Musical manifesto

The Red Elvises return to rock Taos with Siberian surf, funk, reggae and disco


‘I worked at Taco Bell, and she worked for the KGB.” Two years ago, when Russian-American songwriter and charismatic bandleader Igor Yuzov of Igor and the Red Elvises wrote those words “as a joke “ for one of his songs, “She Worked for the KGB,” he never dreamed that life would imitate art in 2017.

Yuzov is often asked these days to take sides in United States/Russia controversies. True to his history as a performer who has successfully straddled both cultures, he remains staunchly neutral, but admits, “We know it’s only the top people who get the candy, while so many have nothing.”

The bandleader was born in Germany, raised in Ukraine and studied in Russia. He grew up in the former Soviet Union, where traditional folk music ruled and rock ‘n’ roll was illegal. He started on the bass at age 11 in his brother’s weekend warrior rockabilly band. He later branched out into guitar and voice when he couldn’t find people to play in his own band.

After years of performing in basements and speakeasy venues in Russia, he moved to California and played on the boardwalks of Santa Monica, California. Eventually, the band gained popularity and started recording music and touring. One of his most memorable gigs was when his band, then called “Limpopo,” was hired to play for former Soviet leader Mikhail Gorbachev as he exited his plane in Los Angeles in 1992 to be greeted by former U.S. President Ronald Reagan. “Those were some big personalities; it was an exciting time. We were in the history books.”

In 1995, Elvis Presley came to Yuzov in a dream and told him to name his band the Red Elvises and play rock ‘n’ roll. “The King spoke, and I listened.” Over the years of writing and performing, his music has been called Siberian surf rock, funk, rockabilly, reggae, folk rock and disco. His musical influence includes Jewish klezmer, a musical tradition of the Ashkenazi Jews of Eastern Europe and Greek culture. For more than two decades, the Red Elvises have toured the world breaking only to record new music and participate in film and television projects. Yuzov writes new music on the road. During the band’s sound checks, its members rehearse the new material. “Giving the fans old and new is my job as an artist.”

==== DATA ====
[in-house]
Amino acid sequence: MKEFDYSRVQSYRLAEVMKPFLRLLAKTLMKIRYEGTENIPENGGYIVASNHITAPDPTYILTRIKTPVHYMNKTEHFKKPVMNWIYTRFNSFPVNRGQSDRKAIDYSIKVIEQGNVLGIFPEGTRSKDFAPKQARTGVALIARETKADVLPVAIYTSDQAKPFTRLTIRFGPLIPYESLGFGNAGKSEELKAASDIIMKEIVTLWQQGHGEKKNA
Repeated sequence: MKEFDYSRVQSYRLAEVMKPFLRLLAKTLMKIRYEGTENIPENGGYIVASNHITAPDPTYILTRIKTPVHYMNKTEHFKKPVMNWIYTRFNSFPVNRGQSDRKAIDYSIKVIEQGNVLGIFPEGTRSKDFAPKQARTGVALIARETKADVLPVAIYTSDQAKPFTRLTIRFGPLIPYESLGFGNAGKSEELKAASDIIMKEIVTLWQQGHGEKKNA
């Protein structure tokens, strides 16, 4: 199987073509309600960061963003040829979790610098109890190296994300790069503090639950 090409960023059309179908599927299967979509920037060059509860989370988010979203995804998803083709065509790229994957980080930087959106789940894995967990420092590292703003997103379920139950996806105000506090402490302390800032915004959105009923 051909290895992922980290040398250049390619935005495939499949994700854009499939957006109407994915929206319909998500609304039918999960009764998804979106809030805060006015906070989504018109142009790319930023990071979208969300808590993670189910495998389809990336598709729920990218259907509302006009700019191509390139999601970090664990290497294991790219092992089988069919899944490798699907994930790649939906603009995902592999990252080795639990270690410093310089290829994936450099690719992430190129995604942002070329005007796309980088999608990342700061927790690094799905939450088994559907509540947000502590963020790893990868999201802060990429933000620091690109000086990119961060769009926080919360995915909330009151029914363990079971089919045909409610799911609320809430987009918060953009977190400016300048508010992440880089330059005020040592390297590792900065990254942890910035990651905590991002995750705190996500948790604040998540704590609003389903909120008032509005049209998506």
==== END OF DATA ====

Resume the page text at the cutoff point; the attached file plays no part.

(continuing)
His life and band philosophy: “If you want to be happy, be happy. Some people look through the window and see dirt; other people see stars. It is your choice to see what you want to see. Life ain’t so bad.” He said he views the performances of the Red Elvises as “keeping people’s spirits up, transporting them from life’s trials and tribulations to a few hours of levity and joy on the dance floor.”

He is happiest on the road performing for fans, writing new material and visiting family in Russia, which he says he is doing more of these days. He tours the United States in a converted Ford van stuffed to the gills with instruments, costumes and the Red Elvises. The band members have changed a few times in past years, and they don’t do cover songs as part of their set unless requested.

Yuzov’s personal Elvis Presley favorite is “Blue Suede Shoes,” but he says, “No one but the King can play Elvis. We make our music.” One of his more controversial albums, titled “Drinking with Jesus,” is about meeting Jesus in a bar in New Orleans.

“Once upon a time in Louisiana

I found myself half wasted late at night

I was drinking heavily with Jesus

Talking about impacts of his life.”

Yuzov explains, “Drinking in bars with strangers, you sometimes don’t know until later they have something important to to tell you.” The song lyrics suggest Jesus advising Yuzov to change his loser life of womanizing and drinking.

While the Red Elvises are known as a “party band,” Yuzov says they have curtailed partying shenanigans on the road. They do their best to live as healthy as possible.

Taos Mesa Brewing has hosted the band a few times in the past five years. Yuzov says he likes the “Taos brand of weirdness.”

It is, after all, a town where the cow crossing signs have alien spaceships on them. Yuzov loves the Southwest – and Taos is a few stops from Venice Beach, where the band will scatter for a few weeks for a much-needed vacation after months on the road.

Igor and the Red Elvises have produced 12 studio albums, two live albums, a live concert DVD and a “Greatest Hits” compilation. They have a biography written about them by Dr. Marla Selvidge, professor emeritus and former director of the Center for Religious Studies at Central Missouri State University. She said, “Meeting Igor Yuzov and writing the Red Elvises influenced me to retire early from academia and travel with my husband, Tom. Igor lives like the wind and follows his dreams. I’ve been all over the world and never met anyone more creative and passionate about his fans and his music.”

“In five years? In 10 years? I want to be playing my music, keep traveling and make people dance,” Yuzov said.

Tickets to the show are $7. The Taos Mesa Brewing Mothership is located at 20 ABC Mesa Road, off U.S. 64 west. For more information, call (575) 758-1900 or visit